Then, things seemed to go crazy. There was a big celebration in the city, and somehow, the Healer seemed to be the focus of most of it, if not all. The Healer caused some problems, but I warned my men not to act too suddenly. I knew there seemed to be some odd thing about it all, but yet again, I had a job to do, and the boss was not a big fan of wholesale butchering. I had at that point, wished I had stayed on my father’s small farm, following in his footsteps. But the military beckoned with its glory, and I succumbed and joined. I promoted quickly in this forsaken outpost, but now, keeping matters in hand become a serious chore. A man under orders!
He wondered about the Healer. He spoke of that same thing. Except, it was odd – he called his commander “Father.” Then he heard the command. He braced himself.
His last thoughts went back to the events that one week. They let the Healer be after he trashed the merchants’ tables. They were a pain, anyway. He had some serious words for those in charge of matters, but again, he could not fault the Healer. But then, Thursday, he disappeared. At the time, he wondered why. Later that night, in Gethsemane, he had somewhat of an answer. He simply asked why when told to arrest the Healer, but his boss was adamant. So he had his troops do the deed. He hated it, but it was what he had to do.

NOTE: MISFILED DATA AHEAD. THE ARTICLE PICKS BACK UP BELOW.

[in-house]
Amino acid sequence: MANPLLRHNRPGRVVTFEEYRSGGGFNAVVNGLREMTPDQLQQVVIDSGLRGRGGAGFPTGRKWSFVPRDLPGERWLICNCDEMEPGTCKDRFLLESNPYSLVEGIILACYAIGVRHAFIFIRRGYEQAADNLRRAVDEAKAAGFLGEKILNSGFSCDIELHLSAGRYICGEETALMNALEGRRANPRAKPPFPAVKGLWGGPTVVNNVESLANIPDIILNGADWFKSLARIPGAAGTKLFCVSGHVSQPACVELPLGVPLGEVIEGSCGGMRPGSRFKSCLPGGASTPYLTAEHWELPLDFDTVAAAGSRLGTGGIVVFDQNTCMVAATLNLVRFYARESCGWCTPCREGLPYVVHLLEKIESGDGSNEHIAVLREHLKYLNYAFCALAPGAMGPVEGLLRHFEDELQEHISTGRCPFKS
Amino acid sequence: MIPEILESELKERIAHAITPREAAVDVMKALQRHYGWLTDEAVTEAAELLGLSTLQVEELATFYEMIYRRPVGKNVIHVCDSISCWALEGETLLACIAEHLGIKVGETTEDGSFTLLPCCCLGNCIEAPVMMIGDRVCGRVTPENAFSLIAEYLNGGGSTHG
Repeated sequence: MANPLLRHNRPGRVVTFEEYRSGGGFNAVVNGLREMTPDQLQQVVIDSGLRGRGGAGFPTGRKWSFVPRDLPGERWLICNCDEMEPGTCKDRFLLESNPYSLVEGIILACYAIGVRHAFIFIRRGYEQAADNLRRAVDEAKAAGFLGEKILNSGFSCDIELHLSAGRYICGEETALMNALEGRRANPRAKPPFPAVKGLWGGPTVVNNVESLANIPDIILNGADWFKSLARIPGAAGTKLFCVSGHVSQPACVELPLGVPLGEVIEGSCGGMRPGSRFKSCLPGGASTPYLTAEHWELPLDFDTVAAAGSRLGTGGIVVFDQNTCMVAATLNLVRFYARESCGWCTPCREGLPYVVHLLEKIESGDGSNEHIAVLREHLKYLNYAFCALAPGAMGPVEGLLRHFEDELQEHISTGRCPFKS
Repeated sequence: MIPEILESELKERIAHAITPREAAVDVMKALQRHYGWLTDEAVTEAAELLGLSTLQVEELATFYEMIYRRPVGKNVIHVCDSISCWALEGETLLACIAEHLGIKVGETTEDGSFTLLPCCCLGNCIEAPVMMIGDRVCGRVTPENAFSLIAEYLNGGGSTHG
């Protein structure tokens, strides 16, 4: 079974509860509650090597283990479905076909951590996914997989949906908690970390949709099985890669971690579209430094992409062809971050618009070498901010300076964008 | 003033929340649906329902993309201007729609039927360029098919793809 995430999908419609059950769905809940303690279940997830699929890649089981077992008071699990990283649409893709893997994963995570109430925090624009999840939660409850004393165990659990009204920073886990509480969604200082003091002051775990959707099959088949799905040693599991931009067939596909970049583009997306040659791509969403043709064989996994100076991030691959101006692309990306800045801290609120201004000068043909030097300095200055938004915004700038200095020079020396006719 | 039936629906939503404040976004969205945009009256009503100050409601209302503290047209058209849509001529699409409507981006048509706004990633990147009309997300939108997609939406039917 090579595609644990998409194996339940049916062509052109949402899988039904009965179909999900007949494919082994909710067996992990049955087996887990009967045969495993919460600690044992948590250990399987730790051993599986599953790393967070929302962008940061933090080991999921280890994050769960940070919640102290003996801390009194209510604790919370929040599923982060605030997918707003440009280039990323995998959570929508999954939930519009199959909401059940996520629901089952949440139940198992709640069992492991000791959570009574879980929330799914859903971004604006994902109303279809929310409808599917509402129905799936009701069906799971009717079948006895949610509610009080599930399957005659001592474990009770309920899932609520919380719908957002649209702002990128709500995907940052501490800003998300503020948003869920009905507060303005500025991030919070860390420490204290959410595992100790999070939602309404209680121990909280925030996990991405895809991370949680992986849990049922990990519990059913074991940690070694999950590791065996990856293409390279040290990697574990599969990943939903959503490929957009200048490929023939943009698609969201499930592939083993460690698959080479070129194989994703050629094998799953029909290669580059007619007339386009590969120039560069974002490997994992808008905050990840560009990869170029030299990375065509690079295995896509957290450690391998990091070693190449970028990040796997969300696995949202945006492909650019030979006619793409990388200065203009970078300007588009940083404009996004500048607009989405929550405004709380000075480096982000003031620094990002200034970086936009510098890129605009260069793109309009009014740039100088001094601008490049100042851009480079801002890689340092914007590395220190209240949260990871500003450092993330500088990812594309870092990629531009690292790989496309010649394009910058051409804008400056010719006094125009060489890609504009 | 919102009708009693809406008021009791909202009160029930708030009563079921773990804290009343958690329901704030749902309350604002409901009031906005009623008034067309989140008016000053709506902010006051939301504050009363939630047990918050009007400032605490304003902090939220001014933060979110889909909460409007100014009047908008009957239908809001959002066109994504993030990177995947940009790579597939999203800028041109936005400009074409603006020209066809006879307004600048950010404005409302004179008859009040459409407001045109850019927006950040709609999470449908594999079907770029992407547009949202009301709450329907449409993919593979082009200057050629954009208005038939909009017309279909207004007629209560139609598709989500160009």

His troops got stupid with whipping the man. He had to stop them. He wanted to remove the thorns from the man’s head, but things were moving fast. Pilate had given him little choice. He felt helpless, and yet, somehow responsible. Then came the orders – Jesus was condemned to a cross. The murderer of his troops set free. It made no sense whatsoever – where was Roman justice? But then, wherever was he was there – in Palestine.
He did the deed and led the prisoner to the Hill. He had to do so. Nothing about it was right, but it was not his call. He had, for years, taken orders as well as giving orders. He could only do his job.
He led the march to the Hill. He tried his best to keep his men from whipping the Healer, but the end of the march would lead to its inevitable end. It did. The spikes through the hands, more painfully through the feet. He remembered wincing. He had helped his servant. He heard Pilate – this was absurd. But what could he possibly do about it?